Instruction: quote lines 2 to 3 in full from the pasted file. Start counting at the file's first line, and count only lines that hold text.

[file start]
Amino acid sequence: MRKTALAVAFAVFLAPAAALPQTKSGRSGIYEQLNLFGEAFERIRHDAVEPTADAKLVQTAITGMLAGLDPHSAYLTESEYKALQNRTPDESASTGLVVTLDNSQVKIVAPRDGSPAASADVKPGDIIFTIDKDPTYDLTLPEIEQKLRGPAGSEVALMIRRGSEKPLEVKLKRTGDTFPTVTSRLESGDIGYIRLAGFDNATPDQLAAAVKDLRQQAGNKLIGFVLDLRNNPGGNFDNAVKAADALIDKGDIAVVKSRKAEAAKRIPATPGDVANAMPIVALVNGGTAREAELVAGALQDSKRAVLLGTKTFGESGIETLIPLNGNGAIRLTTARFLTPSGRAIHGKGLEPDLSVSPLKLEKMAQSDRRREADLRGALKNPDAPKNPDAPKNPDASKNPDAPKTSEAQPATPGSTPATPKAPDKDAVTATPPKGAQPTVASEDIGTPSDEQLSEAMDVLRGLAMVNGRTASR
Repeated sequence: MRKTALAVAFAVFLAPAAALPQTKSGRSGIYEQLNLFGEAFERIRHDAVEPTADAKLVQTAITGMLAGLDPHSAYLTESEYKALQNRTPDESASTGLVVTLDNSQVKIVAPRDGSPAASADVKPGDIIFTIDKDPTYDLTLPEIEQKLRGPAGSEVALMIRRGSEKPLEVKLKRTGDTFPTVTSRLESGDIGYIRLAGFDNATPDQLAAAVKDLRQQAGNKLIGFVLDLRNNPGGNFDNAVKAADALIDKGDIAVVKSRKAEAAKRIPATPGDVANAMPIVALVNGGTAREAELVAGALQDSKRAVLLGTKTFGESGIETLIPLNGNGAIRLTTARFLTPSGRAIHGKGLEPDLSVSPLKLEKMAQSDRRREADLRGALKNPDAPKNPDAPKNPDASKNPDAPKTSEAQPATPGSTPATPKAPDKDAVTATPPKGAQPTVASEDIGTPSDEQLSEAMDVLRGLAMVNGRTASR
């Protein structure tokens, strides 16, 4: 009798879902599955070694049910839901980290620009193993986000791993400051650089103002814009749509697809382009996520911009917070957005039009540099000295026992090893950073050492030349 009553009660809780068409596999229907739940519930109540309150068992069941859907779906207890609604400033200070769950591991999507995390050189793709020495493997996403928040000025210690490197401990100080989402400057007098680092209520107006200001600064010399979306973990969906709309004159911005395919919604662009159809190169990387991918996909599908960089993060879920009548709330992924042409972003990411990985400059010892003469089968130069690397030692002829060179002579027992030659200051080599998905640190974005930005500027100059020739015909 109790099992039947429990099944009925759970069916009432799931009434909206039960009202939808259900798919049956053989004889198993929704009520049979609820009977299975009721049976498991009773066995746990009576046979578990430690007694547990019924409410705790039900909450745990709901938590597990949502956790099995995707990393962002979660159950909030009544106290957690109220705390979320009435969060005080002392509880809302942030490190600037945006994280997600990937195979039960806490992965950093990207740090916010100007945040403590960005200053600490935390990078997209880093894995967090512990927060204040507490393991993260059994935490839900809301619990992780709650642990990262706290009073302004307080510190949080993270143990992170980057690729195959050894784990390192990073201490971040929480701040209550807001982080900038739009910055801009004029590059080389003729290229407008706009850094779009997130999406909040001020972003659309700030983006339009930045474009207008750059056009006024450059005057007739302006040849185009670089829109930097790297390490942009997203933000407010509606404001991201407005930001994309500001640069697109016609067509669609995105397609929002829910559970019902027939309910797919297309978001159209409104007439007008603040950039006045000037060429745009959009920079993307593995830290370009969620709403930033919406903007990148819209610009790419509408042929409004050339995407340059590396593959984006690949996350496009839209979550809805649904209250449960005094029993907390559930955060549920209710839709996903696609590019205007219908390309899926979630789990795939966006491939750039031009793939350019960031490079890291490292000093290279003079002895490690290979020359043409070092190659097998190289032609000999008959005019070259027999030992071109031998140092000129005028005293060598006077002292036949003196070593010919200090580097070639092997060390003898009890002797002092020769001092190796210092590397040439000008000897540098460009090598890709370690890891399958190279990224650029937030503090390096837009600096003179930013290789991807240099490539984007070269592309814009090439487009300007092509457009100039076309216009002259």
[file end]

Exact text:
Repeated sequence: MRKTALAVAFAVFLAPAAALPQTKSGRSGIYEQLNLFGEAFERIRHDAVEPTADAKLVQTAITGMLAGLDPHSAYLTESEYKALQNRTPDESASTGLVVTLDNSQVKIVAPRDGSPAASADVKPGDIIFTIDKDPTYDLTLPEIEQKLRGPAGSEVALMIRRGSEKPLEVKLKRTGDTFPTVTSRLESGDIGYIRLAGFDNATPDQLAAAVKDLRQQAGNKLIGFVLDLRNNPGGNFDNAVKAADALIDKGDIAVVKSRKAEAAKRIPATPGDVANAMPIVALVNGGTAREAELVAGALQDSKRAVLLGTKTFGESGIETLIPLNGNGAIRLTTARFLTPSGRAIHGKGLEPDLSVSPLKLEKMAQSDRRREADLRGALKNPDAPKNPDAPKNPDASKNPDAPKTSEAQPATPGSTPATPKAPDKDAVTATPPKGAQPTVASEDIGTPSDEQLSEAMDVLRGLAMVNGRTASR
């Protein structure tokens, strides 16, 4: 009798879902599955070694049910839901980290620009193993986000791993400051650089103002814009749509697809382009996520911009917070957005039009540099000295026992090893950073050492030349 009553009660809780068409596999229907739940519930109540309150068992069941859907779906207890609604400033200070769950591991999507995390050189793709020495493997996403928040000025210690490197401990100080989402400057007098680092209520107006200001600064010399979306973990969906709309004159911005395919919604662009159809190169990387991918996909599908960089993060879920009548709330992924042409972003990411990985400059010892003469089968130069690397030692002829060179002579027992030659200051080599998905640190974005930005500027100059020739015909 109790099992039947429990099944009925759970069916009432799931009434909206039960009202939808259900798919049956053989004889198993929704009520049979609820009977299975009721049976498991009773066995746990009576046979578990430690007694547990019924409410705790039900909450745990709901938590597990949502956790099995995707990393962002979660159950909030009544106290957690109220705390979320009435969060005080002392509880809302942030490190600037945006994280997600990937195979039960806490992965950093990207740090916010100007945040403590960005200053600490935390990078997209880093894995967090512990927060204040507490393991993260059994935490839900809301619990992780709650642990990262706290009073302004307080510190949080993270143990992170980057690729195959050894784990390192990073201490971040929480701040209550807001982080900038739009910055801009004029590059080389003729290229407008706009850094779009997130999406909040001020972003659309700030983006339009930045474009207008750059056009006024450059005057007739302006040849185009670089829109930097790297390490942009997203933000407010509606404001991201407005930001994309500001640069697109016609067509669609995105397609929002829910559970019902027939309910797919297309978001159209409104007439007008603040950039006045000037060429745009959009920079993307593995830290370009969620709403930033919406903007990148819209610009790419509408042929409004050339995407340059590396593959984006690949996350496009839209979550809805649904209250449960005094029993907390559930955060549920209710839709996903696609590019205007219908390309899926979630789990795939966006491939750039031009793939350019960031490079890291490292000093290279003079002895490690290979020359043409070092190659097998190289032609000999008959005019070259027999030992071109031998140092000129005028005293060598006077002292036949003196070593010919200090580097070639092997060390003898009890002797002092020769001092190796210092590397040439000008000897540098460009090598890709370690890891399958190279990224650029937030503090390096837009600096003179930013290789991807240099490539984007070269592309814009090439487009300007092509457009100039076309216009002259």